You will also need to consider your desired or needed income. Countries like South Korea may pay $2500/month plus housing, but the workload is far more intense than assist programs in western Europe. For me, I chose a program that had part-time hours and long weekends so that I could travel around while I was living here. To save costs, I live with other English teachers and regularly get tips on budget travel. I also teach English online in the evenings to supplement my income.

There are many TEFL certification programs, both in-person and online, and a variety of ways to assess what is best for you. I recommend finding out if the countries you are interested in require a TEFL first. While my program did not require it, I did not have a degree in education and so I found the 12-week intensive course to be really helpful in understanding the basics of foreign language instruction. When picking a company, it is crucial to find one that provides job guidance and resources. Many people who want to travel abroad don’t have an exact idea of where they want to go. Through career guidance and networking, you can figure out your options and narrow them down.

How long does this all take? The timeline is varied. For me, I finished my TEFL course in April, and I was on a plane to Spain in September. An average of 3-6 months is minimum depending on when you are starting. You will research different countries’ peak hiring times. Some countries you will secure a job before arriving, and in others you will interview in person after you get there. Visas can take a bit of time to get and will vary based on country.

Some people chose to go abroad for a year or a couple of years, and then move back home and resume their career. Others make a career out of traveling and EFL. There's more and more options as you gain experience on the field and through networking.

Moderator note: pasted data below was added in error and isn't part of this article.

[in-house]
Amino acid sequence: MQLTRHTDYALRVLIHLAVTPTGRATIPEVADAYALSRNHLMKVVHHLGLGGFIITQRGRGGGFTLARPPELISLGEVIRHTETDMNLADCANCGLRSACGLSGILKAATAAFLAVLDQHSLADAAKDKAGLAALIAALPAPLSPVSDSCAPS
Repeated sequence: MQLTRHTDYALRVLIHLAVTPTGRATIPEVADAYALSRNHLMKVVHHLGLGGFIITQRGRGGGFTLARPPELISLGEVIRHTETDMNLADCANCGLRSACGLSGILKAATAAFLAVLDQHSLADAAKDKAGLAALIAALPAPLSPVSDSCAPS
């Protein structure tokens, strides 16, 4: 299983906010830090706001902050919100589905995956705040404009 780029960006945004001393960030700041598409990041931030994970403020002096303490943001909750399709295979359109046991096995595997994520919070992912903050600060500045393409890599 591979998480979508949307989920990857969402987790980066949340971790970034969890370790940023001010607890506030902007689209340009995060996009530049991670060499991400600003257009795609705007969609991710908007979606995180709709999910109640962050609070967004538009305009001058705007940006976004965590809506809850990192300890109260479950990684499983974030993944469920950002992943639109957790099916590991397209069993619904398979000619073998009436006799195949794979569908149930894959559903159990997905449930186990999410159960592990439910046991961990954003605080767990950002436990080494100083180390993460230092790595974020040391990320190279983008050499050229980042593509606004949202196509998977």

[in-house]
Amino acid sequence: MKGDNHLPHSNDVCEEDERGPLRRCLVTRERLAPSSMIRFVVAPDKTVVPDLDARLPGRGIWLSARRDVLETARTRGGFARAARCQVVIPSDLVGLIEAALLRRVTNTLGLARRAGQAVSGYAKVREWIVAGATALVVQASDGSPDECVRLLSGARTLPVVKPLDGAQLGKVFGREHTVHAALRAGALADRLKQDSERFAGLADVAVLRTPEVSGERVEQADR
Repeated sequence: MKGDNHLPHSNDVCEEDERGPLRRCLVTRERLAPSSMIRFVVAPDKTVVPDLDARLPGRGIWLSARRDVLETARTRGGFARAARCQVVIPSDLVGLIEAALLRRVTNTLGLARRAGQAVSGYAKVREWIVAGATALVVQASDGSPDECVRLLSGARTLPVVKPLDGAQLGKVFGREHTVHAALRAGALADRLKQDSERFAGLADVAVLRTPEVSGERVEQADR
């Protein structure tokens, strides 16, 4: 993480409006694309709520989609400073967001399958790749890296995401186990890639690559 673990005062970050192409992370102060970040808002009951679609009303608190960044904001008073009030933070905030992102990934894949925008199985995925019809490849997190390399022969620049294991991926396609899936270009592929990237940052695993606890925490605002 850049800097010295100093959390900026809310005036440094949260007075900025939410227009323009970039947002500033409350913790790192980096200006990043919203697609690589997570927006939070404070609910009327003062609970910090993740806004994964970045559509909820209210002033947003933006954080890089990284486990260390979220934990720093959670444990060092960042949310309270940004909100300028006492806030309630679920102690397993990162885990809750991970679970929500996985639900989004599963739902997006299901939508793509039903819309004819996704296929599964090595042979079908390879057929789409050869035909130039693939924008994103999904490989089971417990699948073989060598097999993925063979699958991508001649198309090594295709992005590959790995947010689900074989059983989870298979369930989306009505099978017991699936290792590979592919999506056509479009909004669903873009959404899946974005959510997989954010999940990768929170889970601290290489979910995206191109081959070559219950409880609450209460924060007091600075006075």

An invaluable resource is joining groups on social media for TEFL teachers in different countries. There are thousands and thousands of us around the world who have all been through the same process. They can help you with everything from how you get a visa, how you even go about uprooting your life and moving abroad, what countries are easiest for new travelers, where you will have the most job opportunities, and more.

Another way of traveling abroad through TEFL is teaching online and living as a digital nomad. This means contracting with companies or private students and teaching online while traveling to different countries.

The number one piece of advice that I have is start the process even if it’s scary and you don’t have all the answers. I decided I wanted to go abroad, and I took the leap. It’s not always easy, and in fact, some days I wonder if I made the right decision. Ultimately, I’m so happy for this opportunity. There are a lot of ways to go abroad, including work visas, au pairing, work exchanges, internships, and study abroad, but TEFL is a very common, in-demand, and feasible option for most people. Here’s a helpful article outlining more about the process of moving abroad to teach English.

The mantra that got me here was, “You are only ever one decision away from a radically different life.” Whatever that one decision could be for you, I hope you consider making it.